Now here are some of the realities of what my decision meant, the aforementioned “scary stuff”: I was and still am the primary contributor to our household income (this will be changing soon but was not known at the time) so this was a huge financial gamble. Technically, my new job pays more per-paycheck that my full-time job so I’m taking home more money now but come December I have no paycheck. I was also the person who got us both healthcare at very little cost and that also disappeared when I quit. Now we have both lived without health insurance before so that one was less scary but it still sucks. I currently have a chipped tooth that has started bothering me but no dental insurance and limited funds mean that it’s not getting looked at anytime soon.
But I still have absolutely no regrets about the decision I made. Overall, I’m much happier when I come home each day from work, even stressful days are nothing compared to how depressed I felt earlier this year. Sure the beginning of next year is going to be a bit scary, I don’t have another job lined up and we are banking big on Scott’s new promotion filling in the gap and hopefully it will but if it doesn’t we will figure it out. I’ll get a minimum wage job, I’ll go find a short contract job somewhere or something. But I couldn’t let that fear, keep me locked into something that made me very unhappy. And you know what, the last time I did something like this (yes I have taken this risk before) I left a very stable and prestigious job in New Orleans to move across the country to Los Angeles for a job that was only for 3.5 months (it’s the job I went back to FYI) and everything worked out then too. So I am not stressed about it.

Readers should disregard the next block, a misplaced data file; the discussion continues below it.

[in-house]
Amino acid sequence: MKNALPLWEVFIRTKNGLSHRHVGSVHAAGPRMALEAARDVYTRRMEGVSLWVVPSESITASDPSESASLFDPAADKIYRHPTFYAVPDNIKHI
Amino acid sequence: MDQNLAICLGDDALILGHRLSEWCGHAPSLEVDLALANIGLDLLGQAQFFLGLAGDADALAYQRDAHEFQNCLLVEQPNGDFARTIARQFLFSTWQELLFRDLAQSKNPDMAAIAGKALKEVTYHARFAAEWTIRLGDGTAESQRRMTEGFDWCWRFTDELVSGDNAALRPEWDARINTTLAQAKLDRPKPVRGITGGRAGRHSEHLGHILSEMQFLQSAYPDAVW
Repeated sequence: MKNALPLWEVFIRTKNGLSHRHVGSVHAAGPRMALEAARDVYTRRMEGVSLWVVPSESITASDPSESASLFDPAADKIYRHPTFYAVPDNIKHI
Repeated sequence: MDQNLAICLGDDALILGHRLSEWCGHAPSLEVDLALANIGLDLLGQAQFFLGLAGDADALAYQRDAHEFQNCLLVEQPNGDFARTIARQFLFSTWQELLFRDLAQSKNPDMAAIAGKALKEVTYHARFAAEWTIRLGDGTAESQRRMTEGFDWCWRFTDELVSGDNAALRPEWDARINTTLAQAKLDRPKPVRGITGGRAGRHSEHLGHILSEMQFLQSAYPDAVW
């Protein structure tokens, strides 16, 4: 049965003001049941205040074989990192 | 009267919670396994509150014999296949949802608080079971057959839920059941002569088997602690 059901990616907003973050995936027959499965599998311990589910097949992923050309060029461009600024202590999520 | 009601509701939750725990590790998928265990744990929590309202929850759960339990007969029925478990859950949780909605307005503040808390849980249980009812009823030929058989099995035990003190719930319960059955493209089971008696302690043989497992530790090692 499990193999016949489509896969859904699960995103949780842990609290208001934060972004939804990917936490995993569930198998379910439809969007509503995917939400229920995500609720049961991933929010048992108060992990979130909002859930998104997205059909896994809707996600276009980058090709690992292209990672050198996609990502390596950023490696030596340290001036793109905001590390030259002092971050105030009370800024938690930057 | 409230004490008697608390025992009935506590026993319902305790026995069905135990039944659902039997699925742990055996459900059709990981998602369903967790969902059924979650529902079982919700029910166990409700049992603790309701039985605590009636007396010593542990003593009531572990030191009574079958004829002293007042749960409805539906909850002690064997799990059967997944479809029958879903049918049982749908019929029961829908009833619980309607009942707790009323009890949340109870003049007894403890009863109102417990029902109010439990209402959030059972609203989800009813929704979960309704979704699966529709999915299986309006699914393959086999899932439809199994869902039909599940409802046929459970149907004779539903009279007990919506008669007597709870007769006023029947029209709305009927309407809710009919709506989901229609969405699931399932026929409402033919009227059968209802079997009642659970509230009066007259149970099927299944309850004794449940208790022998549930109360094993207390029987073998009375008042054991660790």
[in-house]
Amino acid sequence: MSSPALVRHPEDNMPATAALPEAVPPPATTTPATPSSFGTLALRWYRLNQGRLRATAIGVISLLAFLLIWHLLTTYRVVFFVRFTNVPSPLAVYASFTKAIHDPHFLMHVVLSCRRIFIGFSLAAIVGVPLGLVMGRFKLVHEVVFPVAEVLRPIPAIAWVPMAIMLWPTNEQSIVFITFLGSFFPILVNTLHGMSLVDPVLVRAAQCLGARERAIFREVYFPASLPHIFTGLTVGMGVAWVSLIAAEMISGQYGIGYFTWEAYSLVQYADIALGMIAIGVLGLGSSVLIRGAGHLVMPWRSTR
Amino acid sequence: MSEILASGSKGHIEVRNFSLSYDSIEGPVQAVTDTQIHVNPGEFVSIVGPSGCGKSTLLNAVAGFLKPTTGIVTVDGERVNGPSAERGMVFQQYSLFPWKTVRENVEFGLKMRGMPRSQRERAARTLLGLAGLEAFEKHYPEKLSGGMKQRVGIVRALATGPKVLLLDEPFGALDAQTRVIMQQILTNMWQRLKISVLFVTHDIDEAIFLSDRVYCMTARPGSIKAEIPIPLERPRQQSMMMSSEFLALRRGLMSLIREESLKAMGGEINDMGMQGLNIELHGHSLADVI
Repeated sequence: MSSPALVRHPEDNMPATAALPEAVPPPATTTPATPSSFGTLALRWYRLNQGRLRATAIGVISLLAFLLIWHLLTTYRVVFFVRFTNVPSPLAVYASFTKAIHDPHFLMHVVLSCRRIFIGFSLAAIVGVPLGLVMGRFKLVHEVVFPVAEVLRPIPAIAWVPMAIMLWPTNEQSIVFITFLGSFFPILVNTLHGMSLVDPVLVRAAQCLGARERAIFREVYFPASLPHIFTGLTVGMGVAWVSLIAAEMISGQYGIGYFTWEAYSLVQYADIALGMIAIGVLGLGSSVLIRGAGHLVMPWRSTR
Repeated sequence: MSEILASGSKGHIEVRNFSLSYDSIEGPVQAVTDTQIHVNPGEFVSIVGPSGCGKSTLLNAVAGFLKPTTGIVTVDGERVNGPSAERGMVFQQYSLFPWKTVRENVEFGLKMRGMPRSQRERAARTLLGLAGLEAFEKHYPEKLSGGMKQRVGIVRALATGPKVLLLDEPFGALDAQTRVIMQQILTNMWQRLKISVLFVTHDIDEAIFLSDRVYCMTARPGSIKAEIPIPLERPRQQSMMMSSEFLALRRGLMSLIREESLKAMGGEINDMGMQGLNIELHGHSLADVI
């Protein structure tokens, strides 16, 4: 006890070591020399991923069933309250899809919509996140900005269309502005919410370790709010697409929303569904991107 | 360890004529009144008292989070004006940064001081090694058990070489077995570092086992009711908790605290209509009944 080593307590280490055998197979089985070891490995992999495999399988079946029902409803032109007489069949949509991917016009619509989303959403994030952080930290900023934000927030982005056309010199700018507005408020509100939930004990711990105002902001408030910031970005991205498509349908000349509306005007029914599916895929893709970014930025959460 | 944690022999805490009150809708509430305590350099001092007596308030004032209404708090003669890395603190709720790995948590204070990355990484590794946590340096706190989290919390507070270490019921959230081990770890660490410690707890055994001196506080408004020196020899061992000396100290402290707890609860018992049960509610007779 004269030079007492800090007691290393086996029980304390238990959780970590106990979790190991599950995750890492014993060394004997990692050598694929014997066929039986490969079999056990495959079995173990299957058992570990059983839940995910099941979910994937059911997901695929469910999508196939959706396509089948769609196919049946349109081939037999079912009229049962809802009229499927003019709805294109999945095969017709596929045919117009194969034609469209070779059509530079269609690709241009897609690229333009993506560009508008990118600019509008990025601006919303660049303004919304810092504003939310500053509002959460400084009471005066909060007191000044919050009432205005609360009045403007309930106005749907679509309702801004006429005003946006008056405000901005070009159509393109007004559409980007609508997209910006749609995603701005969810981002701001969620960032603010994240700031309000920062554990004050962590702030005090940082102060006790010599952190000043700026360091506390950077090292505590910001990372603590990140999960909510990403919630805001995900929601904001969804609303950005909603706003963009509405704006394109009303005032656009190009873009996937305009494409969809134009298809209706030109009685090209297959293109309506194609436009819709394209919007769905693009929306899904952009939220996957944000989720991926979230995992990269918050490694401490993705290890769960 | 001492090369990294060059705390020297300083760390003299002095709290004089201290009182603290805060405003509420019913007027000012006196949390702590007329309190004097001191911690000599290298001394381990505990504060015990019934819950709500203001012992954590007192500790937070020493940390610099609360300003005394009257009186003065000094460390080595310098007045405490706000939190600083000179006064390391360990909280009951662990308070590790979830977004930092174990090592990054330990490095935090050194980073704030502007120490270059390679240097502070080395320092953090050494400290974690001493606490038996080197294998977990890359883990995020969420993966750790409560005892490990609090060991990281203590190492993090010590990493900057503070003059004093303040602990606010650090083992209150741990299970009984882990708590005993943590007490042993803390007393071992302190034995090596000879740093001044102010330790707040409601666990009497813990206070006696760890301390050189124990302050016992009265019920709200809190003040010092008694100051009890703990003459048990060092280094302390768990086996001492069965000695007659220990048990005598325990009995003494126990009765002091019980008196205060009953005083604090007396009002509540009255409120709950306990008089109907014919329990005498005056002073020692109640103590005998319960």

So why write about this now? Well like I said above Shane’s post got me thinking and I wanted to share my story. Maybe it will help you take the same kind of leap and find something better. You know what you are worth as a person and if a job is making you miserable I say do something about it. Also I just hate all of this pressure to have a full-time job and wanted to put it out there that maybe you don’t actually need one.
It’s been nearly 30 days and today I dipped my toe back into the social media waters by re-installing Instagram on my phone. How did my social media hiatus experiment go? I found that I missed using Instagram the most, realized that I get most of my information and news from Twitter and did not miss Facebook at all. Sadly, I didn’t get to accomplish as many things as I hoped mainly because most of my free time was spent working. But I did find not having social media to distract me did help me focus more on my work and made me take a harder look at what I want to be doing in the next 5-10 years. Overall, not using social media at all felt very alienating. I had no idea what friends were doing if I wasn’t hanging out with them and I missed out on knowing about at least one event that I would have liked to attend. I did enjoy not being glued to my phone or computer screen all the time and I think that I may try a similar experiment over the summer when I am not so crazed with work to see if I can get some projects accomplished but I don’t think I will ever take such a severe break from it again.